We had just removed the second quarter when the rumble of an approaching ATV reached my ears. Taking a break from my task, I stood up and a young man approached and introduced himself saying his partner would be here in a few minutes with a meat trailer and their caribou. He told us they'd watched the whole thing from the edge of the overlooking rim of the drainage. They'd contemplated pursuing this one when they saw Evan's yellow rain coat emerge from the brush in a totally different spot so they elected to leave us to our bull and took a cow in the next canyon. They'd thought we'd broken off the pursuit but we had appeared out of nowhere.

"That was the best strategy and stalk I've ever seen. You guys are awesome hunters! You worked in so close and smoked that guy with one shot! We'd be happy to haul that guy back to the road for you if you like." he said, much to my relief.

I pointed at Evan and said, "He's the guy who planned that one. Now if I can just teach him to shoot the big rifle and grow him big enough to pack meat,  I won't even have to leave the house." We all shared a laugh as Evan beamed proudly with the small antlers in his hand.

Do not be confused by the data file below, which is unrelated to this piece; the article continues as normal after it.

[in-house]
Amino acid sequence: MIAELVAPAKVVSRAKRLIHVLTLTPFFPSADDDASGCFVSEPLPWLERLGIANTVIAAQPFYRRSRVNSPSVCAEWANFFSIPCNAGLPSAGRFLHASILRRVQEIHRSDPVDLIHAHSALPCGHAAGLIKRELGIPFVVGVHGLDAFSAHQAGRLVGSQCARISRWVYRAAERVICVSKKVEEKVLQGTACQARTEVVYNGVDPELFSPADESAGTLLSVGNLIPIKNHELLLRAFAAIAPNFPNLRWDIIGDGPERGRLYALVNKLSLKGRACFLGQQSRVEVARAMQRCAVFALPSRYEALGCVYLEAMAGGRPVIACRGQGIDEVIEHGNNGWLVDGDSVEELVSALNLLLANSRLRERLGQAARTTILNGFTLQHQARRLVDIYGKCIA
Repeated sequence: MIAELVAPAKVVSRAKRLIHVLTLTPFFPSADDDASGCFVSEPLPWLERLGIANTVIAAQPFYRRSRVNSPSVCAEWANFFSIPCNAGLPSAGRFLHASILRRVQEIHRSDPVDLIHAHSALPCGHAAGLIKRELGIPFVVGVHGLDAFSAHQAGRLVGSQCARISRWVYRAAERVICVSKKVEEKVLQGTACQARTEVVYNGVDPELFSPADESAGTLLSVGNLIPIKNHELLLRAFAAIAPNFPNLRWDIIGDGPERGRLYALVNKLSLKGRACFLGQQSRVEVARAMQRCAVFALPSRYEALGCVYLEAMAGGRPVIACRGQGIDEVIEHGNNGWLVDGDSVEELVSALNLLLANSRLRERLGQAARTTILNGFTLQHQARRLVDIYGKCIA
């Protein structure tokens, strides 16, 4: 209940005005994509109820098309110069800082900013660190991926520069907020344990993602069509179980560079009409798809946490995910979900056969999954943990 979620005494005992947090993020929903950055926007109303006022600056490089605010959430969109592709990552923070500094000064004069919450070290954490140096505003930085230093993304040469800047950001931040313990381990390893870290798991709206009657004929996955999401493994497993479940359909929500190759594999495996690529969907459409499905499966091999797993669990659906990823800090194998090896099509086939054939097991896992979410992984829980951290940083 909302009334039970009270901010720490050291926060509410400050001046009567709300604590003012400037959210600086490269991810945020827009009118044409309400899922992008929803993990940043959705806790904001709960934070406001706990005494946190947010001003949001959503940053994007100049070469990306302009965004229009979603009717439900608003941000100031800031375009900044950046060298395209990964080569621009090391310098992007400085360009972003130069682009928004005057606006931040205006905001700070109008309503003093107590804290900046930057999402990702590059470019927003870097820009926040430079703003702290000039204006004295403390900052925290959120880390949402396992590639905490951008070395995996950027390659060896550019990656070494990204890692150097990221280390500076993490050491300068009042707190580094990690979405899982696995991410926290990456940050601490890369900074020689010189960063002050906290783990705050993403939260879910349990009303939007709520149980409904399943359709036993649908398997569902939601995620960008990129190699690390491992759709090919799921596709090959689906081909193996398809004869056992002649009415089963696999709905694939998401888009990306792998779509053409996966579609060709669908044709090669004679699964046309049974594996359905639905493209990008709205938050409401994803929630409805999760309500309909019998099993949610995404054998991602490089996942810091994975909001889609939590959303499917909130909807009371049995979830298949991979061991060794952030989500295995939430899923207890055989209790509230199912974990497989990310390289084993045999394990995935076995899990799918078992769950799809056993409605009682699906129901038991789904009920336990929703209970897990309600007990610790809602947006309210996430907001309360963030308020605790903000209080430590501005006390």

Days just don't get much better than this.

Thursday, September 15, 2011

Scoring Fast Food...or the Caribou is Down.

I was just recovering from my week of on- again/ off- again foul weather sheep hunting when one day at work my frequent hunting partner Dan came by my desk and asked about a weekend trip on his new boat. It sounded marvelous frankly- cruising the lakes looking for caribou or moose with a fishing pole in the water and a cup of coffee in my hand. All the while kicked back behind the console with a canvas top and Buddy Heater if the weather went south. It took me all of five seconds..."I'm in." I replied.